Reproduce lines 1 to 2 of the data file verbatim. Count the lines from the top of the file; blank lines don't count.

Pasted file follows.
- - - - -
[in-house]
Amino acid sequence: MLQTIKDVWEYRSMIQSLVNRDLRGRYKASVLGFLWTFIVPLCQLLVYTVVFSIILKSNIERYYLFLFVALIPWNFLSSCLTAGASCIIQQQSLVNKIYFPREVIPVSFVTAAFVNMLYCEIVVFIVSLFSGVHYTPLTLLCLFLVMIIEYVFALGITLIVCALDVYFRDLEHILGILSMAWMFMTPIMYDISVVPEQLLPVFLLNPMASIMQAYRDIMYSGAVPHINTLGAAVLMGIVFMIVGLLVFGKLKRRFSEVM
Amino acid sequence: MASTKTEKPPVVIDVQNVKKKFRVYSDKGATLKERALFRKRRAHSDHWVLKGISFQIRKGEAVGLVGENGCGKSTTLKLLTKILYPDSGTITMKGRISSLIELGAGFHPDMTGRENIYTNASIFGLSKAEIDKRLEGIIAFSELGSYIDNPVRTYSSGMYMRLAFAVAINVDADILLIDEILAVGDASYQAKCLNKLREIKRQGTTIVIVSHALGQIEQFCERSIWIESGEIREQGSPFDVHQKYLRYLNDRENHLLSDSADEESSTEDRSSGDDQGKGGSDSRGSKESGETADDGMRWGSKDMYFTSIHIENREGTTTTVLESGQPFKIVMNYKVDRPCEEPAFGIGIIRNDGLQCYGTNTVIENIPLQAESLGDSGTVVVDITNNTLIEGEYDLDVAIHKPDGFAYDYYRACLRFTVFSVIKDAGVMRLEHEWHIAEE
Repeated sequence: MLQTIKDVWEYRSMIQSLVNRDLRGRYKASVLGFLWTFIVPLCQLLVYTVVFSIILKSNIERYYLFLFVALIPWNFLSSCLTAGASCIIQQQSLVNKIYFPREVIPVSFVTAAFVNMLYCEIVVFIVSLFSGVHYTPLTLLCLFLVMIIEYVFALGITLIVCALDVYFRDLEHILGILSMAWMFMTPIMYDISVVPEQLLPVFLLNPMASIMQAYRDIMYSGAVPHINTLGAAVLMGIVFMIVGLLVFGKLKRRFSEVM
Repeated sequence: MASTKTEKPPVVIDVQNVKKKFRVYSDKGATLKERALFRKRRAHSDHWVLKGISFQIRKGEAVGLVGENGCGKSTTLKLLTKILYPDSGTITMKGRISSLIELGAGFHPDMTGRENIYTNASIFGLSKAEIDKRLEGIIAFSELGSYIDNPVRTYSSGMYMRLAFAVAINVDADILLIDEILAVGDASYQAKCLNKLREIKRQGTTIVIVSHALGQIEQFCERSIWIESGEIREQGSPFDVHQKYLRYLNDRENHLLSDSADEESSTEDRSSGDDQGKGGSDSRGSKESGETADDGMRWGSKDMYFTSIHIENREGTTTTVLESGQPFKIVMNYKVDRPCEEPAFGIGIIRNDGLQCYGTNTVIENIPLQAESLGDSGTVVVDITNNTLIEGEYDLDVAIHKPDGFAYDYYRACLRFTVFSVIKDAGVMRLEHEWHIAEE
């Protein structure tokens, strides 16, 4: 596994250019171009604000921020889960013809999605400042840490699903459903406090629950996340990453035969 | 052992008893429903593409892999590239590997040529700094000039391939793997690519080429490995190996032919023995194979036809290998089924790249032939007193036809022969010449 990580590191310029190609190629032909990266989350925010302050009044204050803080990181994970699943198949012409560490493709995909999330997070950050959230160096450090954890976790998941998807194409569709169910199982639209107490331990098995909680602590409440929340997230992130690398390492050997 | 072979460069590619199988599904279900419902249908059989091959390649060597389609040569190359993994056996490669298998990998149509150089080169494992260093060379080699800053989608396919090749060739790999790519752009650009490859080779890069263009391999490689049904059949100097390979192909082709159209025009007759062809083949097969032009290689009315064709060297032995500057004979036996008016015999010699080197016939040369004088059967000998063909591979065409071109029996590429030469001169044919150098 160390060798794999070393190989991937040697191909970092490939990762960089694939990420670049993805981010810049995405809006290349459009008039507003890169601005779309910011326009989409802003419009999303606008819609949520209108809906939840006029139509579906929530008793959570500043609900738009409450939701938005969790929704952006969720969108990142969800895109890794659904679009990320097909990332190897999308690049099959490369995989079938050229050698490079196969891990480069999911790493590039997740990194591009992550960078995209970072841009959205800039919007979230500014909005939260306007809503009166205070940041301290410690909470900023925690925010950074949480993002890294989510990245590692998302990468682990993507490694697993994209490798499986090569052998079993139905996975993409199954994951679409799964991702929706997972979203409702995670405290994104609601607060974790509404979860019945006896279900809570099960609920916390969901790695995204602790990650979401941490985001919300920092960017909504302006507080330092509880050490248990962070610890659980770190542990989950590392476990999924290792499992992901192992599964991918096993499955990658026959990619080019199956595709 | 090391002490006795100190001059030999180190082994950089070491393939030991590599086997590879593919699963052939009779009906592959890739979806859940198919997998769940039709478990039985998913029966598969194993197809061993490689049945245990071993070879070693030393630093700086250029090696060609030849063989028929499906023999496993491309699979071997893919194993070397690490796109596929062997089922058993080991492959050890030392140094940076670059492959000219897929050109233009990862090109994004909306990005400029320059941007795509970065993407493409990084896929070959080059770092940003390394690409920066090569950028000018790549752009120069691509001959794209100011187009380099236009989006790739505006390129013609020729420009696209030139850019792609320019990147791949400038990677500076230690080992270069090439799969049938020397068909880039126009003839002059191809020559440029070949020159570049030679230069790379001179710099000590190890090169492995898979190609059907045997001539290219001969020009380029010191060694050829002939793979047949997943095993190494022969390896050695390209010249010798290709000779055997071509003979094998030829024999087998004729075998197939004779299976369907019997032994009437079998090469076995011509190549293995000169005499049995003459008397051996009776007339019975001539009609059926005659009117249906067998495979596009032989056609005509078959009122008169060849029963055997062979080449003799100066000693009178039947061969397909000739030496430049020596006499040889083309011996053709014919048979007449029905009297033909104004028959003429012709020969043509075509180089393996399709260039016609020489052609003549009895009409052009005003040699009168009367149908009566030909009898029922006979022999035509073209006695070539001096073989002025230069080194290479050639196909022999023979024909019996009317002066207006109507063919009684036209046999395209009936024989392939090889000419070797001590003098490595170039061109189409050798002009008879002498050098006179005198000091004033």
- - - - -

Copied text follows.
[in-house]
Amino acid sequence: MLQTIKDVWEYRSMIQSLVNRDLRGRYKASVLGFLWTFIVPLCQLLVYTVVFSIILKSNIERYYLFLFVALIPWNFLSSCLTAGASCIIQQQSLVNKIYFPREVIPVSFVTAAFVNMLYCEIVVFIVSLFSGVHYTPLTLLCLFLVMIIEYVFALGITLIVCALDVYFRDLEHILGILSMAWMFMTPIMYDISVVPEQLLPVFLLNPMASIMQAYRDIMYSGAVPHINTLGAAVLMGIVFMIVGLLVFGKLKRRFSEVM